As we inch closer to the 2010 NFL Draft, scouts are starting to uncover answers to the hard questions that will ultimately shape what happens when teams are officially on the clock.
Occasionally, scouts discover these answers on their own. Most of the time, however, the answers are derived from a series of debates -- sometimes contentious -- with fellow evaluators.
Using those meaningful debates as a premise, I thought I'd take a look at some questions that are being pitched in various war rooms across the league. Here are the five burning questions for this week:
1. Closest Chris Johnson clone?
Although Clemson's C.J. Spiller naturally comes to mind due to his exceptional speed and explosiveness, Cal's Jahvid Best is the runner who most resembles Titans 2,000-yard rusher Chris Johnson.
Best is a dynamic runner with outstanding speed, quickness and vision. He has the burst and quickness to get to the corner, but also flashes the instincts and cutback ability to attack as a downhill runner. Best's patience to the line of scrimmage is extraordinary for a fast guy, and his burst to the second level makes him a threat to take it the distance at any time.
(While Spiller's track exploits are roundly touted, it should be noted that Best was California's state 100-meter champion as a high school senior with a time of 10.31, and also has recorded a 20.65 in the 200 meters.)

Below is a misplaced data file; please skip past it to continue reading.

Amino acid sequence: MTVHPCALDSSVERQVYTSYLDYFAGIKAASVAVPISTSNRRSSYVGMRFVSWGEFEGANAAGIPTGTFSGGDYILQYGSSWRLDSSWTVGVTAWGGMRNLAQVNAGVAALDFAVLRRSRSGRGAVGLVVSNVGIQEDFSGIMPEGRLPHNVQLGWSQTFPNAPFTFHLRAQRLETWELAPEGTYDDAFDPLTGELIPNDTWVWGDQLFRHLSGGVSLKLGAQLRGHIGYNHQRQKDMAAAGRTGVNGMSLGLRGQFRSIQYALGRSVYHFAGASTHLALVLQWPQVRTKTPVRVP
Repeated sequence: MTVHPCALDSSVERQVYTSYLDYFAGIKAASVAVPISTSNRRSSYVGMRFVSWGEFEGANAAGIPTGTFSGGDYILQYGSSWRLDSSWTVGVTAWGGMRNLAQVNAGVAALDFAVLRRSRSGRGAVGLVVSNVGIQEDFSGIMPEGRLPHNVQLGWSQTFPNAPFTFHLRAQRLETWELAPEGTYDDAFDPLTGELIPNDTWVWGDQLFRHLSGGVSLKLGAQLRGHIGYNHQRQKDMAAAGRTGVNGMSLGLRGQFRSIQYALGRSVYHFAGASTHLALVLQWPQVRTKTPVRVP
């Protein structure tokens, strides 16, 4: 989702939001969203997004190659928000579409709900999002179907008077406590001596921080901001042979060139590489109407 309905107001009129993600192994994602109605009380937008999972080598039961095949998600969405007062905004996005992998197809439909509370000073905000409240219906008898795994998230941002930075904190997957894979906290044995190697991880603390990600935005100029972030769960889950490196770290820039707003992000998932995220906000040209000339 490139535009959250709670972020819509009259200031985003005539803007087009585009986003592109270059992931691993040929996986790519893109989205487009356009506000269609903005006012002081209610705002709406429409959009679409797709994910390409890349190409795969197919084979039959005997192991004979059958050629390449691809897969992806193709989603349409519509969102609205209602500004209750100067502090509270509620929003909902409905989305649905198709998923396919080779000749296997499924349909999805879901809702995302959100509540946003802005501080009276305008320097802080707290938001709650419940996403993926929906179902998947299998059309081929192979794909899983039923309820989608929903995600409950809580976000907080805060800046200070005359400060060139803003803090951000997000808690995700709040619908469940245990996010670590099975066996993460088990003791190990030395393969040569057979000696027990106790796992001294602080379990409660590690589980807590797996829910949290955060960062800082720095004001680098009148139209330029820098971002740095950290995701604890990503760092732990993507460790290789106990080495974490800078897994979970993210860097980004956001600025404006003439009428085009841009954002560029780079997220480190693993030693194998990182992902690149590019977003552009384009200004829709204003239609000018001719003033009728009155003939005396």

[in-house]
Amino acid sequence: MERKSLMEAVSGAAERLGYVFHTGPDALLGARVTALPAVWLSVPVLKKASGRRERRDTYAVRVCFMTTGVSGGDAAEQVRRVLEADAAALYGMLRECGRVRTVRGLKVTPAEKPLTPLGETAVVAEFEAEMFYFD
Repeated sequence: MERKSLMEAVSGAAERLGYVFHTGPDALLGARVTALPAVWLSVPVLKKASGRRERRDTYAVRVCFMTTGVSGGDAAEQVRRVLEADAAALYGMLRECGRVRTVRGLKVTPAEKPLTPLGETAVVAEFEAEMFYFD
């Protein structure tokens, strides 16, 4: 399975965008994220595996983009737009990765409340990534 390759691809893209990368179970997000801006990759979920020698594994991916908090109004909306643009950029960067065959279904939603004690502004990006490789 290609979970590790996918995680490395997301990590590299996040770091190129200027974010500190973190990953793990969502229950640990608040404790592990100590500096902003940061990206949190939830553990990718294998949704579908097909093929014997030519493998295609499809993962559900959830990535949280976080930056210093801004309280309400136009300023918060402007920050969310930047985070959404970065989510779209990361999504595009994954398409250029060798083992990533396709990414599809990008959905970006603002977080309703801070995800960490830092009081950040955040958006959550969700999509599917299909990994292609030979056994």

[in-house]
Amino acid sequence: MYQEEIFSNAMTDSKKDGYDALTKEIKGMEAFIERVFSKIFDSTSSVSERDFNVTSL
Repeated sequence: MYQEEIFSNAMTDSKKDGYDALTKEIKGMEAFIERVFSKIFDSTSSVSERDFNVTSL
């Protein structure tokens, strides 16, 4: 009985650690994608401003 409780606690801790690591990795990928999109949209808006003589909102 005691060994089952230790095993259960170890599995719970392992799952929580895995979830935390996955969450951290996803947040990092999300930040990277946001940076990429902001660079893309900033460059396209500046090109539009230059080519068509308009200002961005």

Best was widely considered the best runner in college football last season until a series of concussions derailed his junior season after only nine games. At the time of his injury, he had recorded five 100-yard games and was averaging a robust 6.1 yards per carry. This came on the heels of his sensational sophomore season, when he rushed for 1,580 yards with eight 100-yard games, including four games with 200 or more rushing yards. Not that statistics are an indicator of future success, but Best's outstanding production is noteworthy when considering his big-play ability.
(For comparison's sake, Spiller has tallied 11 100-yard games in his career, but five of those occurred during his freshman season.)
While Spiller is flying up the charts as teams are looking for the next CJ2K, scouts would be wise to take a closer look at Best.
2. Who should Rams take at No. 1?
Gerald McCoy and Ndamukong Suh are outstanding prospects, but the Rams should take quarterback Sam Bradford with the first overall pick.
This is a QB-driven league, and the Rams can never ascend to the ranks of the elite without a legitimate threat at the position. Last season, the NFL had 10 4,000-yard passers, and seven led their teams into the playoffs.
While Suh or McCoy would undoubtedly upgrade the Rams' woeful defense, the presence of a legitimate stud under center will enhance the team's chances of making the playoffs in the near future.
Bradford is viewed as the top player at the position this year and was even viewed by many scouts as the top quarterback in last season's draft before he elected to return for his senior year at Oklahoma. A study of his game tape reveals that he is an extremely accurate passer with the arm strength to make all the necessary throws on the next level. While injuries during his final season have raised some concerns about durability, he has received a strong endorsement from his doctors and appeared to come through the exams at the NFL Scouting Combine unscathed from a medical standpoint.